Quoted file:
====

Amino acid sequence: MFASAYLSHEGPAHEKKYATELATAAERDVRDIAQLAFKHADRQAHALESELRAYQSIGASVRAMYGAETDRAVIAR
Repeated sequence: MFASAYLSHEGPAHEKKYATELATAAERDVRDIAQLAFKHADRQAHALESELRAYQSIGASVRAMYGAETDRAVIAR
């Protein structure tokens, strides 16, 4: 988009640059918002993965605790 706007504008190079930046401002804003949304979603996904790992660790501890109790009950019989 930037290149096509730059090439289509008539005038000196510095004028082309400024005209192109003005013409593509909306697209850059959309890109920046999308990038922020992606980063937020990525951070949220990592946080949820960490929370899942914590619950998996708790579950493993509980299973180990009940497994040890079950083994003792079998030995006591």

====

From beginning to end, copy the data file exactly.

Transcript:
Amino acid sequence: MFASAYLSHEGPAHEKKYATELATAAERDVRDIAQLAFKHADRQAHALESELRAYQSIGASVRAMYGAETDRAVIAR
Repeated sequence: MFASAYLSHEGPAHEKKYATELATAAERDVRDIAQLAFKHADRQAHALESELRAYQSIGASVRAMYGAETDRAVIAR
């Protein structure tokens, strides 16, 4: 988009640059918002993965605790 706007504008190079930046401002804003949304979603996904790992660790501890109790009950019989 930037290149096509730059090439289509008539005038000196510095004028082309400024005209192109003005013409593509909306697209850059959309890109920046999308990038922020992606980063937020990525951070949220990592946080949820960490929370899942914590619950998996708790579950493993509980299973180990009940497994040890079950083994003792079998030995006591």